Friday, September 23, 2016

Ignaz Friedman - Complete Recordings, vol. 4

No less celebrated than Ignaz Friedman’s epic Chopin Mazurka interpretations from September, 1930 are the nine Mendelssohn Songs without Words he set down at the same sessions. They are absolutely amazing, and I don’t think it’s rash to claim that no pianist living or dead comes close to matching Friedman in this repertoire. His soaring poetry, astonishing technique, huge, sumptuous sound, and kick-ass rhythmic sense belie any notion of these works as dainty parlor music. The Op. 19 n° 3 “Hunting Song” is rollicking and impetuous, with the horn call effects wonderfully ablaze. Op. 19 n° 6 shows Friedman’s hammerless legato and genius for textural variety at their apex. Op. 102 n° 5 gets a fleet, straightforward treatment that minimizes the music’s inherent cornyness. Op. 30 n° 6 offers a masterclass (indeed, a doctoral thesis) in melody/arpeggio separation, with possibly the most gorgeous trills ever captured by a recording device, and that includes singers. Similar felicities color Op. 38 n° 2 and n° 2 and 4 from Op. 53, while Op. 67 n° 2’s staccato chords resonate with remarkable lightness and inner drama.

Beethoven’s Kreutzer Sonata constitutes Friedman’s only recorded chamber music foray. Violinist Bronislaw Huberman’s brusque, slashing sonorities fuel the outer movements’ intensely pointed tempo changes and mood swings. Even the tender, central movement acquires an edgy undercurrent once the variations begin. However, Friedman’s piano is balanced too far back. An alternate take of the opening movement’s first side essentially offers the more familiar take’s performance, but it’s less well played in spots like Huberman’s introductory unaccompanied solo and the in piano arpeggio at measure 36. As for Liszt’s Hungarian Rhapsody n° 2, Friedman’s all over it, so to speak, in full dramatic, oratory splendor. It’s a pity that he recorded so little Liszt, but then again, what a pity Friedman didn’t record the complete standard piano repertoire! Ward Marston’s transfers capture more of the original 78s than those effected for Philips’ "Great Pianists" series, and they benefit from cleaner copies (especially the Liszt). There’s enough genius pianism on Volume 4 of Naxos’ complete Friedman edition to tide you over until the fifth and final volume.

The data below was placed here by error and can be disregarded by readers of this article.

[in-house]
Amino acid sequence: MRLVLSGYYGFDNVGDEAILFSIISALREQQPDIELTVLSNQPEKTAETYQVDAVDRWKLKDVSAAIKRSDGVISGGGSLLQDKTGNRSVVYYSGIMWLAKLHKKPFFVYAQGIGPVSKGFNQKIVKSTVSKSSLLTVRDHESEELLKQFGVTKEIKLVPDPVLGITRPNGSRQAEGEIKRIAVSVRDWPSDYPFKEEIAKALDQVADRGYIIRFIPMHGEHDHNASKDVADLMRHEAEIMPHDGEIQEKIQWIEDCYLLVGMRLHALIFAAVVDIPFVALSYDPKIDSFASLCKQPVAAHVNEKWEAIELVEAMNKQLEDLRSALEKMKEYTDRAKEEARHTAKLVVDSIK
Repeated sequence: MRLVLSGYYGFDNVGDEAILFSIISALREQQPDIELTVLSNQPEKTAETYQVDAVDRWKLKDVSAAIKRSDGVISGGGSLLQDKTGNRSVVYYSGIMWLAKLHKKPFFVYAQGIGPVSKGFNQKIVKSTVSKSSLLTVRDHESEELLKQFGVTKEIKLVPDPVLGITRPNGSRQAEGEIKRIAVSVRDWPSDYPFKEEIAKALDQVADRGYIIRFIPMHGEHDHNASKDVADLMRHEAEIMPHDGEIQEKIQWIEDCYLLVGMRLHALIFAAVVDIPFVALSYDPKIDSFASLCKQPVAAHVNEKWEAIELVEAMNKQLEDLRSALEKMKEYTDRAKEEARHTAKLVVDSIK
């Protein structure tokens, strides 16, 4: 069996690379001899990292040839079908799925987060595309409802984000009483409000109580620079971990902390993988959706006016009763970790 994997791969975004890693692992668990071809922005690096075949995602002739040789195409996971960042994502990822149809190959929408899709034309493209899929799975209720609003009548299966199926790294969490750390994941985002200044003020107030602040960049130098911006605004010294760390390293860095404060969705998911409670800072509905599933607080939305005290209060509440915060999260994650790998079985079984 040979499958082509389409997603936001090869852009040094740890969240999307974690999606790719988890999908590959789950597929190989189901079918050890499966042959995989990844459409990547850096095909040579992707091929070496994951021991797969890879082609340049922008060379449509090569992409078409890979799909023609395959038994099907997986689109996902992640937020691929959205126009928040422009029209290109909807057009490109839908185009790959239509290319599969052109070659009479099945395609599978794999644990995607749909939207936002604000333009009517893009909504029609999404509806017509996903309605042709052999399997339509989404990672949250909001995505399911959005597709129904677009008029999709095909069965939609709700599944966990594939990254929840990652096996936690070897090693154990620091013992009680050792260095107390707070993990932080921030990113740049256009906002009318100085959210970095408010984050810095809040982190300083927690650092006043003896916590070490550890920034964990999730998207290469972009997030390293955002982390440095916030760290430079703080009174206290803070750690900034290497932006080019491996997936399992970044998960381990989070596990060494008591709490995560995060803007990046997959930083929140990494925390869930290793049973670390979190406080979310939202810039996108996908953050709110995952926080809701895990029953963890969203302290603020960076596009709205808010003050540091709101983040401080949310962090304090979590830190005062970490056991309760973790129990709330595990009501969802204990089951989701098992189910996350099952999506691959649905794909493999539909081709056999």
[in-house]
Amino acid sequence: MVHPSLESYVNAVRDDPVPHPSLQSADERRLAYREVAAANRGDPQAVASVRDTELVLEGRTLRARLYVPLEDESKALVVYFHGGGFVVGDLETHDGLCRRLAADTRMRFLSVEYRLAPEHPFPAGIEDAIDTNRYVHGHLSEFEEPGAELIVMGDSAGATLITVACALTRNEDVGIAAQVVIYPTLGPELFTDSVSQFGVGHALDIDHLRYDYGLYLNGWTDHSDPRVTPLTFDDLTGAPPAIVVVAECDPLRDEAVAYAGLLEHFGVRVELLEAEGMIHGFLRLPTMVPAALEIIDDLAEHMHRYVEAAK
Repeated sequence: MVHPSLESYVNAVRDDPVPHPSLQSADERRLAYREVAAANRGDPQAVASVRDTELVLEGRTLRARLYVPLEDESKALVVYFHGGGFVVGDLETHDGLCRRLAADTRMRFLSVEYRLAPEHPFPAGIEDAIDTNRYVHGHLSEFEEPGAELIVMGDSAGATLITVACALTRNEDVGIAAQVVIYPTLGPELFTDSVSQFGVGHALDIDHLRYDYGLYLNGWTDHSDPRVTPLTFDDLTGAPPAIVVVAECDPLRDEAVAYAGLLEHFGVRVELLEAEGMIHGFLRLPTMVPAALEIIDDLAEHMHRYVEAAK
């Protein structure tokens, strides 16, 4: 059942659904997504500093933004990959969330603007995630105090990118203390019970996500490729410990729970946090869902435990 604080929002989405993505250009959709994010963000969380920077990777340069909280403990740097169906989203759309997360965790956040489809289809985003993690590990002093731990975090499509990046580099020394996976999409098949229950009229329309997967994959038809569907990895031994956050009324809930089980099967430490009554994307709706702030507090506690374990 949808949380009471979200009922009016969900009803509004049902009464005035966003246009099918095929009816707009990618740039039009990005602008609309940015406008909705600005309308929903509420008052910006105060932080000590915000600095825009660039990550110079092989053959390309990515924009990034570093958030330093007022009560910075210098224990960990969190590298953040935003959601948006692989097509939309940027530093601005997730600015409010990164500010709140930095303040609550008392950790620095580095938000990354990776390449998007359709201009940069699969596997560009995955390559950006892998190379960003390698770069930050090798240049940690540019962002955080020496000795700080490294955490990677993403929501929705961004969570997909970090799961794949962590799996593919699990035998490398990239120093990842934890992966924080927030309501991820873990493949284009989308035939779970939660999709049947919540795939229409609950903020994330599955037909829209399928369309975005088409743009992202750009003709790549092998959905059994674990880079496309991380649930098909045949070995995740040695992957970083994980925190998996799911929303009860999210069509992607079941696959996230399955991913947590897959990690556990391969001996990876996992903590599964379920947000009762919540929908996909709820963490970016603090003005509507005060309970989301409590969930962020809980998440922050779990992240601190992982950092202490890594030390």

Jed Distler

Source :

Ignaz Friedman
Complete Recordings, vol. 4


English Columbia 1930-1931

Felix Mendelssohn-Bartholdy

Songs Without Words
1 Op. 19, n° 3 in A Major  2:04
2 Op. 19, n° 6 in G Major  2:13
3 Op. 1°2, n° 5 in A Major  1:08
4 Op. 30, n° 6 in F-Sharp Minor  3:21
5 Op. 38, n° 2 in C Minor  2:23
6 Op. 38, n° 6 in A-Flat Major  3:15
7 Op. 53, n° 2 in E-Flat Major  2:27
8 Op. 53, n° 4 in F Major  2:50
9 Op. 67, n° 2 in F-Sharp Minor  1:52

Ludwig van Beethoven

Violin Sonata n° 9 in A Major, Op. 47
10 I. Adagio sostenuto. Presto  10:49
11 II. Andante and Variations  12:49
12 III. Finale. Presto  8:07

13 I. Adagio sostenuto. Presto  10:52
[alt. take of side 1]

Franz Liszt

14 Hungarian Rhapsody n° 2  8:51


Ignaz Friedman -p
Bronislaw Huberman - vl [# 10-13]

Recorded between September 17, 1930 & December 17, 1931


Melanchthon said...

Anonymous said...

This is a treasure, Beethoven's Kreutzer by Friedman and Huberman is priceless. Thanks so much, MM.

Pedro del Castillo Alonso said...

Thank you very much (4) Mel